Child Left Alone: Getting the government out of parentingÂ is the seriously great title of a new (and first!) book by Â journalist Abby Schachter. It begins with this story:
Do you want to see government operating as if it can and should raise your kids for you? Try enrolling your child in state-licensed daycare. When our eldest daughter was 18 months old and started at the local preschool, the intrusion into our famiÂlyâ€™s decisions started almost immediately with strict rules about which foods I could send from home and how I should prepare and portion fruits and vegetables. My husband and I would joke by singing â€œPeel Me a Grapeâ€!
I used to inquire about the reasons behind each of these policies. The answer was always the same, whether it was an isÂsue of safety or hygiene, cleanliness or health: The state says so.
As the years passed, the rules piled up. No plastic bags. We had to provide multiple sippy cups because once a cup is profÂferred it cannot be used again. Requirements for daily sunscreen slathering, and a state mandate that all uneaten food be thrown out lest anything become â€œhazardousâ€ over the course of the dayâ€”these are just a few of Pennsylvaniaâ€™s daycare decrees. We got used to all that. It was annoying but tolerable, until I had my fourth kid.
When my sonâ€™s caregiver inquired what she should know about him, I asked for exactly one thing: Please swaddle him for every nap. Swaddling means snugly or tightly wrapping baby in a blanket. It keeps them feeling safe and secure, and it is the only baby advice we followed. No can do, the daycare lady said apologetically. The state doesnâ€™t allow us to swaddle.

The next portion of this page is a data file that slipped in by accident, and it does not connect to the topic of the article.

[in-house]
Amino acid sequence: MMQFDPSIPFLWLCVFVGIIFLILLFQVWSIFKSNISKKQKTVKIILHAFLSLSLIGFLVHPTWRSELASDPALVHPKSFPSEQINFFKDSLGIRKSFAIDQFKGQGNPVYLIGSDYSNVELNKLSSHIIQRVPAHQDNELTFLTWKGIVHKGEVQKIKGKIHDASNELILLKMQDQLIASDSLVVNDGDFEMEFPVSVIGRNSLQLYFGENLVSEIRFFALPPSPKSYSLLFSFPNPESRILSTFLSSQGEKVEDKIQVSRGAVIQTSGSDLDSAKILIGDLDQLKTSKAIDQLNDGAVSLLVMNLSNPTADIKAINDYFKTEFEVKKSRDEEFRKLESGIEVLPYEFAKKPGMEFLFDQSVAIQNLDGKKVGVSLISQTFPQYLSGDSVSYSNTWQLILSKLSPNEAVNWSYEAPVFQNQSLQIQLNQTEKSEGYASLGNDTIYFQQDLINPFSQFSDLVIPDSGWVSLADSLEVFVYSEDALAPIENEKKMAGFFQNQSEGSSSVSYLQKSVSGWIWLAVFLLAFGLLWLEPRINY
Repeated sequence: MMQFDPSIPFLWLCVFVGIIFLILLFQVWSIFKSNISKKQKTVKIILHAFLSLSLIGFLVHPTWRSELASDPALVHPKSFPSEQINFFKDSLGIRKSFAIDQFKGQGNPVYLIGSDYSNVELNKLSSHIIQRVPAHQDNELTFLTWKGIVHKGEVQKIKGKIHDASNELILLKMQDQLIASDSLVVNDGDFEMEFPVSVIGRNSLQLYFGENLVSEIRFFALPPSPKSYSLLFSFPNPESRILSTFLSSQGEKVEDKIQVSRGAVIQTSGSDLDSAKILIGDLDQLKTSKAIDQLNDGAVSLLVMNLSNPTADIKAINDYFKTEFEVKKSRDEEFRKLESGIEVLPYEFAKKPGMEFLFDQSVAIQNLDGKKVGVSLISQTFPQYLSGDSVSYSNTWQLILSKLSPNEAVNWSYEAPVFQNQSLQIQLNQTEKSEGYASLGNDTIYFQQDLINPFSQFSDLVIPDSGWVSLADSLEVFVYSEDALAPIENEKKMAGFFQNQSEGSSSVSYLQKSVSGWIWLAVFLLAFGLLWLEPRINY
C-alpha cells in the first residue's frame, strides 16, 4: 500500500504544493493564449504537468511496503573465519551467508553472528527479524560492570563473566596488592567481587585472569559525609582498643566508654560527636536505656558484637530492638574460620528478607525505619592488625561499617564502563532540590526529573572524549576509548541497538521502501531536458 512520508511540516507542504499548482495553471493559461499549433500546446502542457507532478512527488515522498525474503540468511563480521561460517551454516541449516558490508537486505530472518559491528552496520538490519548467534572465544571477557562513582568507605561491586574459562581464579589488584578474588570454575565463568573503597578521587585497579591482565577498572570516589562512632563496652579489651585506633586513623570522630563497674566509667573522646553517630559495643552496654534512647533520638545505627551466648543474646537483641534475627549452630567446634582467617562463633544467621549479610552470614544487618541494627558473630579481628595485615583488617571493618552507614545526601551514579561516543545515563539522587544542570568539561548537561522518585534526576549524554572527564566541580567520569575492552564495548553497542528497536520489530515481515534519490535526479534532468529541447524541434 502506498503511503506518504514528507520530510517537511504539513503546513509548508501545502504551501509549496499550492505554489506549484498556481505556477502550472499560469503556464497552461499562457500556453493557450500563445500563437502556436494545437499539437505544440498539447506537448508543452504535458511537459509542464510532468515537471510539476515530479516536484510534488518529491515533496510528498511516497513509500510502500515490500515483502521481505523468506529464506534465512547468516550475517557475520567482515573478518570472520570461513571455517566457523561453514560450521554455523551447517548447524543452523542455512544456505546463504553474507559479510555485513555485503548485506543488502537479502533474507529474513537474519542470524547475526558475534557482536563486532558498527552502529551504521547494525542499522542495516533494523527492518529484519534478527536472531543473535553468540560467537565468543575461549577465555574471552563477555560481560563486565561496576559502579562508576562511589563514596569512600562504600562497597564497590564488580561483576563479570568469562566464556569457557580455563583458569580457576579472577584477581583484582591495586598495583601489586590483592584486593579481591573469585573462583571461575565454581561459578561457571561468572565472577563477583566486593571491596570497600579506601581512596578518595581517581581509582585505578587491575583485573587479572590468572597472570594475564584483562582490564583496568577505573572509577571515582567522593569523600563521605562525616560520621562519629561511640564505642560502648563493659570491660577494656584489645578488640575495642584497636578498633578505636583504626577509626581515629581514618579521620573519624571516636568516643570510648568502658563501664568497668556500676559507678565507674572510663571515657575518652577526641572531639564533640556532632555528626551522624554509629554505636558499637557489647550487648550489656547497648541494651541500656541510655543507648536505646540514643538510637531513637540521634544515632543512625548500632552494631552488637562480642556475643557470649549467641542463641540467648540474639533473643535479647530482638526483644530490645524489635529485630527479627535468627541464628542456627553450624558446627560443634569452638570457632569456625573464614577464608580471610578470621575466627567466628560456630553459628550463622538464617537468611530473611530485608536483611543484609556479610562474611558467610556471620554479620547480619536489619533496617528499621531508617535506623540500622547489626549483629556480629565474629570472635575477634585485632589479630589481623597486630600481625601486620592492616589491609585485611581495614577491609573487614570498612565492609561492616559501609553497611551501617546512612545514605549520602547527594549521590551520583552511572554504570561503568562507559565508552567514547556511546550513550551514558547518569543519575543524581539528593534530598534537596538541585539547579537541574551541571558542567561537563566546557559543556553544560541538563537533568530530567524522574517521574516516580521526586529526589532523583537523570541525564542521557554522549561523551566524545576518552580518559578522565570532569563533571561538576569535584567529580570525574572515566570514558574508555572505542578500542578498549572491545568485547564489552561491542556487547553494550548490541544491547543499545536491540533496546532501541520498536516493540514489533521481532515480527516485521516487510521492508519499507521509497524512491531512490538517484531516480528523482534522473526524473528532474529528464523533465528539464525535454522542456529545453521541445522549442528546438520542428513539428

I was shocked. In the three years since my third child beÂgan daycare, Pennsylvania, along with several other states, had changed the regulations to include a ban on swaddling. The reaÂson is safety, because there have been cases of babies suffocatÂing when covered by thick, loose blankets, and the overarching threat of SIDS. This is less common now that weâ€™re all taught to sleep babies on their backs, but it is still a danger, though there are no reported cases of babies suffocating due to loose blankets at daycare, certainly not in Pennsylvania (I checked). But I wasnâ€™t thinking about any of that when I learned about the new rules. As a mother, I want to do what works, and what worked for my other three kidsâ€”whether sleeping at daycare or at homeâ€”was wrapping them tightly in a blanket, like a burrito.
I demanded to know what I could do and was told that a doctorâ€™s waiver would allow the daycare workers to wrap my son. I eventually found a peÂdiatrician who signed the waiver and became my instant hero. I was happier, my son slept more, and the daycare workers had an easier time caring for my baby.
After four kids youâ€™d think I would be used to this sort of bureaucratic intrusion into my personal decision-making. But more and more government-mandated parenting started getting under my skin.
Schachter started connecting with other parents who didn’t want the authorities — or busybodies calling the authorities — to micromanage their childrearing. The result is her book on why parents are not given the benefit of the doubt, and how to fight back. A good fight!